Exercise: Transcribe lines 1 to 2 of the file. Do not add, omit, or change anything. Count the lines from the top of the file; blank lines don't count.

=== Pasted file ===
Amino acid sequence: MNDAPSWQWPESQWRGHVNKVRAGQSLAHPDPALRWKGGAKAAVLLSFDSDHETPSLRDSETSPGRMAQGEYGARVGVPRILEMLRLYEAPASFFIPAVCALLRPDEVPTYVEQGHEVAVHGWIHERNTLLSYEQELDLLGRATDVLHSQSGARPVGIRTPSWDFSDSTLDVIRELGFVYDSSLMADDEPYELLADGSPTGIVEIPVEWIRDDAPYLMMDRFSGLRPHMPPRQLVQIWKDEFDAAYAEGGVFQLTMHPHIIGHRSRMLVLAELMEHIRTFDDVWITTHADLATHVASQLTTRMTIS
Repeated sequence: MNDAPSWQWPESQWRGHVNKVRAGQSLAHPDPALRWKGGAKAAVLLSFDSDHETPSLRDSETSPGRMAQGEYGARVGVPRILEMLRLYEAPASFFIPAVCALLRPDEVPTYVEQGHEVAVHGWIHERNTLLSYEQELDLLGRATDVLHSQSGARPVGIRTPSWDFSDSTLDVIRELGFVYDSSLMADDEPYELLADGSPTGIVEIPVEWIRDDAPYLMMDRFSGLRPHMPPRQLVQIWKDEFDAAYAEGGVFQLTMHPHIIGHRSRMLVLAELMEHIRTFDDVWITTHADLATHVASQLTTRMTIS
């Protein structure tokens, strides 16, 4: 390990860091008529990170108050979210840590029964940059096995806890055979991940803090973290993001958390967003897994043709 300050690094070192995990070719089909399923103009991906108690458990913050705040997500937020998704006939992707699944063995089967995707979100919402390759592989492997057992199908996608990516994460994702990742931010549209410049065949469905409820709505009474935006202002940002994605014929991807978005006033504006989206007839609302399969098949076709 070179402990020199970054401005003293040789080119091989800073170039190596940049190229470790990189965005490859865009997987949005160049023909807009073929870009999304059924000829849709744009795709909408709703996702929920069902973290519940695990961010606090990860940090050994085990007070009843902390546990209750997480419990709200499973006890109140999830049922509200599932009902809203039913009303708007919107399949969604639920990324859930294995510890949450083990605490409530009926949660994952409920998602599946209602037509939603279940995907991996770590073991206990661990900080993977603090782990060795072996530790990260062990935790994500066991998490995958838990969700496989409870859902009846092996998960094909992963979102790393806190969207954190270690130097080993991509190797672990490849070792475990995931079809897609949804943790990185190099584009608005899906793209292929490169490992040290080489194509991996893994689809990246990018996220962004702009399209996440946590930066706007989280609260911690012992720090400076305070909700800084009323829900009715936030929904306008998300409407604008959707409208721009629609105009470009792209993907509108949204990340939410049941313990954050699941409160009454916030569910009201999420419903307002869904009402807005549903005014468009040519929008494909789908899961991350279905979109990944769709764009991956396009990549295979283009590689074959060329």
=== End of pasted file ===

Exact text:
Amino acid sequence: MNDAPSWQWPESQWRGHVNKVRAGQSLAHPDPALRWKGGAKAAVLLSFDSDHETPSLRDSETSPGRMAQGEYGARVGVPRILEMLRLYEAPASFFIPAVCALLRPDEVPTYVEQGHEVAVHGWIHERNTLLSYEQELDLLGRATDVLHSQSGARPVGIRTPSWDFSDSTLDVIRELGFVYDSSLMADDEPYELLADGSPTGIVEIPVEWIRDDAPYLMMDRFSGLRPHMPPRQLVQIWKDEFDAAYAEGGVFQLTMHPHIIGHRSRMLVLAELMEHIRTFDDVWITTHADLATHVASQLTTRMTIS
Repeated sequence: MNDAPSWQWPESQWRGHVNKVRAGQSLAHPDPALRWKGGAKAAVLLSFDSDHETPSLRDSETSPGRMAQGEYGARVGVPRILEMLRLYEAPASFFIPAVCALLRPDEVPTYVEQGHEVAVHGWIHERNTLLSYEQELDLLGRATDVLHSQSGARPVGIRTPSWDFSDSTLDVIRELGFVYDSSLMADDEPYELLADGSPTGIVEIPVEWIRDDAPYLMMDRFSGLRPHMPPRQLVQIWKDEFDAAYAEGGVFQLTMHPHIIGHRSRMLVLAELMEHIRTFDDVWITTHADLATHVASQLTTRMTIS